Balance score card

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A BALANCED SCORECARD APPROACH TO PROJECT MANAGEMENT LEADERSHIP
JAMES NORRIE, director, School of Information Technology Management, Ryerson University, Toronto, Canada; and Doctor of Project Management candidate, RMIT University, Melbourne Australia. DEREK H. T. WALKER, professor of Project Management and program director for Doctor of Project Management, RMIT University, Melbourne, Australia.ABSTRACT
In this paper, we discuss ways that project managers can use measurement (using a tool such as the balanced scorecard) to improve the operational performance of their project teams. Project managers will see that attaching measures to outcomes clarifies project objectives and supports well-defined and well-communicated links between the project vision and business strategy. These alsoenable project managers to more effectively monitor and control project activities for the purpose of improving project results. This paper reinforces the importance of strategy as an added dimension to the traditional triple constraint. We present this information through our comparison and survey of two projects undertaken by project teams at a large North American global telecommunicationsorganization. The results of our study provide early evidence of the usefulness of the balanced scorecard (BSC) as a tool for improving project management effectiveness. Our study also shows that balanced performance measurement is an important technique for establishing on-strategy project delivery. We propose using this technique primarily as an extension of current practices by adding a strategicmeasurement dimension. Keywords: balanced scorecard; leadership; project management practice; measurement theory; business performance management.
©2004 by the Project Management Institute Vol. 35, No. 4, 47-56, ISSN 8756-9728/03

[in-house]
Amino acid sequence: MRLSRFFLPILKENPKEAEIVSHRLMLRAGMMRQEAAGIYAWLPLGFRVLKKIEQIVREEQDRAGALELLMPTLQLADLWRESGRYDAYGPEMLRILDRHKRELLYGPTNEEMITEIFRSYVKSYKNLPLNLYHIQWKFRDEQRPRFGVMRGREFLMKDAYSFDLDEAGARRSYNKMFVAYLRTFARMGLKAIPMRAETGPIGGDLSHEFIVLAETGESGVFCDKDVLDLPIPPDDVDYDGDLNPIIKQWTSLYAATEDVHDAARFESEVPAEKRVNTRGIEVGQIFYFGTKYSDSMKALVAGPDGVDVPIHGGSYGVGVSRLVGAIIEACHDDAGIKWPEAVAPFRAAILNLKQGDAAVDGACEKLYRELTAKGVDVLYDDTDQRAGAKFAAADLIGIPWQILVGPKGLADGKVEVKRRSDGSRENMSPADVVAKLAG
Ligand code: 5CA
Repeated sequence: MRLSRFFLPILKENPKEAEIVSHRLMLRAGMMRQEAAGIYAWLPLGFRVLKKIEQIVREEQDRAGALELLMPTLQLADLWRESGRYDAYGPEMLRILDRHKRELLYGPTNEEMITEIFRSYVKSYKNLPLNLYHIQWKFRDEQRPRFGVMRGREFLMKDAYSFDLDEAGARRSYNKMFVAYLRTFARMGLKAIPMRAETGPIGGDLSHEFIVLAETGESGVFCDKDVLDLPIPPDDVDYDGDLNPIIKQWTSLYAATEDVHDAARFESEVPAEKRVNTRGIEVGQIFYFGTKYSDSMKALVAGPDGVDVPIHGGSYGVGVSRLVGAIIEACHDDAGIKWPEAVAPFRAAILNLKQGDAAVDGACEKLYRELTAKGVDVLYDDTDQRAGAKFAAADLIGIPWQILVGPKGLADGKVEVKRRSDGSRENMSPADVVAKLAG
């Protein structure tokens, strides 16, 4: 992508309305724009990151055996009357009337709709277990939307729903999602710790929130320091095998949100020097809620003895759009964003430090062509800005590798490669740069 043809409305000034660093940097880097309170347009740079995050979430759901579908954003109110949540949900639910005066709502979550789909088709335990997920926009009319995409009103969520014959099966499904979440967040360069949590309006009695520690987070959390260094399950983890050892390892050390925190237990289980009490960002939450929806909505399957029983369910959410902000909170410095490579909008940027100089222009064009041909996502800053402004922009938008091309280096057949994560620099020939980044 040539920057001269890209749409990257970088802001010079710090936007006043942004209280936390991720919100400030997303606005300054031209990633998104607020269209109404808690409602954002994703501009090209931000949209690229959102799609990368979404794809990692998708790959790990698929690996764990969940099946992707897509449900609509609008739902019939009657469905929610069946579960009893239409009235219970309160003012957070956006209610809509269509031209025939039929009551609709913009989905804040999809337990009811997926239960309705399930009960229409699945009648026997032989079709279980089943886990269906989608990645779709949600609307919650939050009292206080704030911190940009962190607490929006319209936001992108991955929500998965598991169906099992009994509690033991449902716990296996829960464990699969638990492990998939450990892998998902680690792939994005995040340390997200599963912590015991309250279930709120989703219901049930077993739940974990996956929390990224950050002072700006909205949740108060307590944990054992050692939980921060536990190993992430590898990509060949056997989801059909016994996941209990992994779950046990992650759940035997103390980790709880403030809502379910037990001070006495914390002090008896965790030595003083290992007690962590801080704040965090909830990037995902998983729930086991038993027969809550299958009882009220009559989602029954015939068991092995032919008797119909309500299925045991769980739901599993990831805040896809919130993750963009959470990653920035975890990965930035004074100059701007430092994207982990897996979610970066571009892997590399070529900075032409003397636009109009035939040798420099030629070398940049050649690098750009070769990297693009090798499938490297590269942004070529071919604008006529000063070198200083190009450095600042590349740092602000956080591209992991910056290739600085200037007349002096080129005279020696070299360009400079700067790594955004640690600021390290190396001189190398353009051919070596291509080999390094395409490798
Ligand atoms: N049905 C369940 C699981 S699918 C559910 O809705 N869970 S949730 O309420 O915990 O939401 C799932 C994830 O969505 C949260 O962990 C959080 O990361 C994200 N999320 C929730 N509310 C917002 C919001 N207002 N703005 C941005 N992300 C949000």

Introduction There are numerous reports that document cases of projects, particularly information technology (IT) projects, delivered substantially beyond the due dateand well above the outlined budget. One such project is the United Kingdom’s (UK) notorious IT project Taurus. It was abandoned after it amassed UK£500 million in costs and produced few results. Project reviewers found a lack of project leadership and project definition as factors in causing Taurus’s failure (Drummond, 1998). Such failures are often publicly touted by the popular business pressin articles that frequently seem intent on vilifying the project management field. Such attention gives the public a lingering negative impression of our field’s strategic value. Project management researchers, however, as the current literature shows, widely recognize the important role organizational leaders play in envisioning a preferred future that encompasses both general strategy and changemanagement. For example, Briner, Hastings, and Geddes (1996) state, "The most significant success factors for project teams is that they have a common and shared idea of what difference they are trying to make as a result of the project" (p. 89). To develop a preferred project outcome through exploratory dialogue with various project stakeholders, organizational leaders must have a clear pictureof the strategy the company will implement to achieve the preferred outcome. The leadership’s purpose is to define and scope a project so that its reason-for-being is well understood by those who can influence the project’s successful execution. A leader’s vision helps the project team articulate the project’s objectives, goals, and products. As a solution to the dilemma of lacking a clear projectvision, Baccarini (1999) and Davis (1995) offer the Logical Framework Method (LFM) as a tool for defining project success. We agree with the solution offered by these researchers; but we argue that this method can be strengthened if organizations implement it within a strategic measurement framework. Doing so enhances the clarity of the objectives the team seeks to accomplish. And in doing so,...
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